When Will ChatGPT Be Ready for Business?
OpenAI, an artificial intelligence research lab, on Nov. 30 released ChatGPT, a prototype large-language AI chatbot that lets users ask questions and receive real-time answers. Users can ask follow-up questions and even challenge answers they feel are incorrect. ChatGPT can hold conversations, write essays, and even program computers. It can even remember the history of the conversations through contextual carryover.
The AI-powered chatbot, which has been programmed to simulate human conversation, is still in the research review phase, but it has already garnered a lot of attention. The ChatGPT software surpassed 1 million users less than a week after its launch.
While ChatGPT technology seems to be entertaining, there is some doubt about whether it can effectively be applied to the customer experience journey.
Even OpenAI CEO Sam Altman approached the technology with a cautionary tone. “ChatGPT is incredibly limited, but good enough at some things to create a misleading impression of greatness. It’s a mistake to be relying on it for anything important right now. It’s a preview of progress; we have lots of work to do on robustness and truthfulness,” he said in a blog post.
Beerud Sheth, CEO of Gupshup, a provider of conversational messaging, sees ChatGPT as “an impressive example of the training that goes into the creation of conversational AI.”
Sheth also thinks AI chatbots like ChatGPT could eventually yield high payoffs, citing a recent study by McKinsey & Co. that found companies are shifting their workloads away from transactional, repetitive queries to solution-oriented interactions.
Jaya Kishore Reddy Gollareddy, chief technology officer and cofounder of Yellow.ai, credits ChatGPT for mainstreaming generative AI, but warns that for companies to connect with their end users and drive business impact, a more comprehensive end-to-end conversational AI solution is needed.
“Businesses need to have control over the conversational flow. There must be control and understanding of the various conversational flows, intents, and utterances within each use case, which varies by business and industry,” he says.
“Conversational AI solutions also need to support integration with back-end systems, such as payment gateways, CRMs, and contact center platforms, to pull and push relevant information to users,” he continues.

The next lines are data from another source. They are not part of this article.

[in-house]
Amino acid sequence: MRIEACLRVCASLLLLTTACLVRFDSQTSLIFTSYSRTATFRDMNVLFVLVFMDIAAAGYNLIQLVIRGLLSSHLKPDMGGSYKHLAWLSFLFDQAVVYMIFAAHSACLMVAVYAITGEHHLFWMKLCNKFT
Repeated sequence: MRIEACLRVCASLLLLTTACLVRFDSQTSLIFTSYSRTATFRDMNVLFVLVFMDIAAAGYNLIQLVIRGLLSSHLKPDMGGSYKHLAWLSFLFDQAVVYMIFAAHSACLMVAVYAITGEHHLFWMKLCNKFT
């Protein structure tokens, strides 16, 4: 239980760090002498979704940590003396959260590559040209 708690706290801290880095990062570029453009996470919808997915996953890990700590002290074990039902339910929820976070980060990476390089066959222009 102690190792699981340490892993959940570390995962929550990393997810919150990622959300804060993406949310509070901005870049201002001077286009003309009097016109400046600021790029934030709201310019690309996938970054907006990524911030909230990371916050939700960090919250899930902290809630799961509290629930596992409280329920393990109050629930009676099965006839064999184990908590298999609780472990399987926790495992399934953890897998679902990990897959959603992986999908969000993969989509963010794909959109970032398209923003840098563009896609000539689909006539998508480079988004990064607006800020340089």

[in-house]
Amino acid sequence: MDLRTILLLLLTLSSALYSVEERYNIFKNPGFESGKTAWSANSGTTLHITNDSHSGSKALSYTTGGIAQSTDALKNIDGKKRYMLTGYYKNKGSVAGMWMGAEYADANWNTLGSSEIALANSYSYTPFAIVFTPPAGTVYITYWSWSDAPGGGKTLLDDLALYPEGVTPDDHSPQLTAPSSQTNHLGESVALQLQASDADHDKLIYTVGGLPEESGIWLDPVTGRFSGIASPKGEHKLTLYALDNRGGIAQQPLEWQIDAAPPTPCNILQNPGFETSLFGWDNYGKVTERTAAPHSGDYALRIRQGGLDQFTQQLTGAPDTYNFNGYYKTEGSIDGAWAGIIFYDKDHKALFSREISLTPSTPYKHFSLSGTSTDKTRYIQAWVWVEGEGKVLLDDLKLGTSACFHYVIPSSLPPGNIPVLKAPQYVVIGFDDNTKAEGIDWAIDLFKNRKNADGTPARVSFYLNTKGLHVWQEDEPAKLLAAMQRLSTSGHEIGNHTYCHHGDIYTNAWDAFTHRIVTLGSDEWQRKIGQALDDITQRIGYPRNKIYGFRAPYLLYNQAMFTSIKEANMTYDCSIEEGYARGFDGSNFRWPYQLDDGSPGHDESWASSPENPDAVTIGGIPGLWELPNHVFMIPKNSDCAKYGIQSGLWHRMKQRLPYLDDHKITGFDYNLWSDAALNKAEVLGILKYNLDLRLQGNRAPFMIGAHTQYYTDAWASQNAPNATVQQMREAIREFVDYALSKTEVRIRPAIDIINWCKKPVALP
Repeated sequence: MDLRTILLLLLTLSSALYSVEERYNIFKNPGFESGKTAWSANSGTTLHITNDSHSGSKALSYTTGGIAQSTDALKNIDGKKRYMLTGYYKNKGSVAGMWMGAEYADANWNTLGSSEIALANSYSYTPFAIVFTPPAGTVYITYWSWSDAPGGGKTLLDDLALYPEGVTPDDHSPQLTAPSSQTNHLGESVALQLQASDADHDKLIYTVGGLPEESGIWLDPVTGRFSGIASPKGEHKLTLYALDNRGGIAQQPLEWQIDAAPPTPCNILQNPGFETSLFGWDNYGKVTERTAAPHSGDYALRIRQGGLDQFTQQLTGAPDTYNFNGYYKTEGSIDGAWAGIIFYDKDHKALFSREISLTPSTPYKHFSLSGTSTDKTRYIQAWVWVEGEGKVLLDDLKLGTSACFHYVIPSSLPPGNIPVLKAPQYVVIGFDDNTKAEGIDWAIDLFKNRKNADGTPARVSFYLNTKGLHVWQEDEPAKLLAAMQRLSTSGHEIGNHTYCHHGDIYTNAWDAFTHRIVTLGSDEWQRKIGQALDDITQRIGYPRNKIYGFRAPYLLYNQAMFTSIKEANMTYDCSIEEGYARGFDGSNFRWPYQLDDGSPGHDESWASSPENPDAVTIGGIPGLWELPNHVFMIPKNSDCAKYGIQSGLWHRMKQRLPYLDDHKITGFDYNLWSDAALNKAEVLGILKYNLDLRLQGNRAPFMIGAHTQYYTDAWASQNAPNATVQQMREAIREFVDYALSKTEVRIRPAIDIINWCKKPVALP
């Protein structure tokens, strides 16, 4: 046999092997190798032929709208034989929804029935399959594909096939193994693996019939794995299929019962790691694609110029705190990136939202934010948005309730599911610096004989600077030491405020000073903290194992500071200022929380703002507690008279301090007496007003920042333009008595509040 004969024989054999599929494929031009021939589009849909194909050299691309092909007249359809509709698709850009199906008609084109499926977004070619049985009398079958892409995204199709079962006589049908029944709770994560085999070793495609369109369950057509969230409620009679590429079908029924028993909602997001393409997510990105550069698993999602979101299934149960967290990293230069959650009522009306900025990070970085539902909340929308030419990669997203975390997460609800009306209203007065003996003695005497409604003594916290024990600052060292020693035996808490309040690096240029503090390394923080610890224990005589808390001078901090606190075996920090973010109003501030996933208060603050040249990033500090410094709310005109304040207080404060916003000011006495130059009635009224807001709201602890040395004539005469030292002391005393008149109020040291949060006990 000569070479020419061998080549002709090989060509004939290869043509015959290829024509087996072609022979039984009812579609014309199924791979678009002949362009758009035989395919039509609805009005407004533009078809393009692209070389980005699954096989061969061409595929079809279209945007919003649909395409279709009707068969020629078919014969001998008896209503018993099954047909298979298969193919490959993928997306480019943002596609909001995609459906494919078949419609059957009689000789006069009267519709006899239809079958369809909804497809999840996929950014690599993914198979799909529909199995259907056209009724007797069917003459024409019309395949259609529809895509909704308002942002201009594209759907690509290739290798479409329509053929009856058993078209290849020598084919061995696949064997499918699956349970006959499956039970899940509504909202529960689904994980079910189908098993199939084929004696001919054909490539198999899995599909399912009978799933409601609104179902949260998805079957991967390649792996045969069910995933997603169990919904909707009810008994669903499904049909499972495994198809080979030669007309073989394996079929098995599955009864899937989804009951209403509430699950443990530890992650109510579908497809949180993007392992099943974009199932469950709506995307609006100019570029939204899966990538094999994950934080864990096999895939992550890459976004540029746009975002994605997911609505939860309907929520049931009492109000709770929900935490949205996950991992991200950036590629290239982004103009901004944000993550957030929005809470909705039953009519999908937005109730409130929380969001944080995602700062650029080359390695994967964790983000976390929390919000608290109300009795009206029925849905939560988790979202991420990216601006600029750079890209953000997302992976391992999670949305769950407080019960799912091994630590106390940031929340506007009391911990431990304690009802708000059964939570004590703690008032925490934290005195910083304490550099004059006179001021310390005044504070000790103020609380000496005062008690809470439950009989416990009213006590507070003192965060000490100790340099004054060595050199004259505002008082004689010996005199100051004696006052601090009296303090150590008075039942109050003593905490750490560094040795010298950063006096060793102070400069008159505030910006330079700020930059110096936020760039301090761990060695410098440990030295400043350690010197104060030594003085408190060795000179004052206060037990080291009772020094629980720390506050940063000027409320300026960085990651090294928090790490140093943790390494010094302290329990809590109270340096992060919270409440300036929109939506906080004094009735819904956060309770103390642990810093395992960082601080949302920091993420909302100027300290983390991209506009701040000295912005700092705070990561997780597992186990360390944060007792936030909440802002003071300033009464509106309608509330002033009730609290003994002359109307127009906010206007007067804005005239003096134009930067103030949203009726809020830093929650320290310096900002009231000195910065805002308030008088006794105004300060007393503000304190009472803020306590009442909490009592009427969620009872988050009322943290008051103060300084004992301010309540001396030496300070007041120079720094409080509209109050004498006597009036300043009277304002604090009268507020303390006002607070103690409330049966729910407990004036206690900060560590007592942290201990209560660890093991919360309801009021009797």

“ChatGPT can, as of now, only fetch information and respond to users’ prompts based on the knowledge fed to it during its training, but it lacks the ability to perform a relevant action or integrate with back-end systems. For it to perform an action like fetching policy details or booking a flight, it needs access to third-party systems,” the Yellow.ai CTO says.
He also maintains that because all businesses are highly distinct and have their own unique domain knowledge and sources, “for them to leverage ChatGPT, they would need to access the API to fine-tune ChatGPT with their own data and create their own variants of ChatGPT.
“Essentially, there is still ground to cover for ChatGPT to be used effectively and accurately for enterprise use cases to solve real business problems at scale,” he concludes.
Yves Normandin, vice president of AI technologies at Waterfield Tech, shares that view.
“Though ChatGPT is an evolution of previous large language models, it really feels revolutionary because it’s uniquely optimized for conversations. It is actually remembering information exchanged in previous interactions. While that’s completely mind-blowing, for businesses wondering how they can leverage ChatGPT for their own benefit, it’s not yet clear how this technology can be effectively used to help create virtual agents, as its current limitations would be unacceptable for use in customer service,” he says.
ChatGPT, Normandin explains, “only knows the data it was trained on, so it cannot easily leverage external information, like customer data.
“There is also little control over what responses the model will generate, and it will often produce, with great confidence, incorrect or nonsensical answers that appear totally plausible,” he says further.
Customer-facing virtual agents, on the other hand, “must be trained to not only optimize conversation but to enhance business performance and elevate customer experience by leveraging a wide range of data. And the information they provide cannot be misleading or inaccurate,” Normandin says.
“While ChatGPT is undeniably interesting, there is still much to be learned before we can expect to see it practically applied in business without human oversight,” he concludes.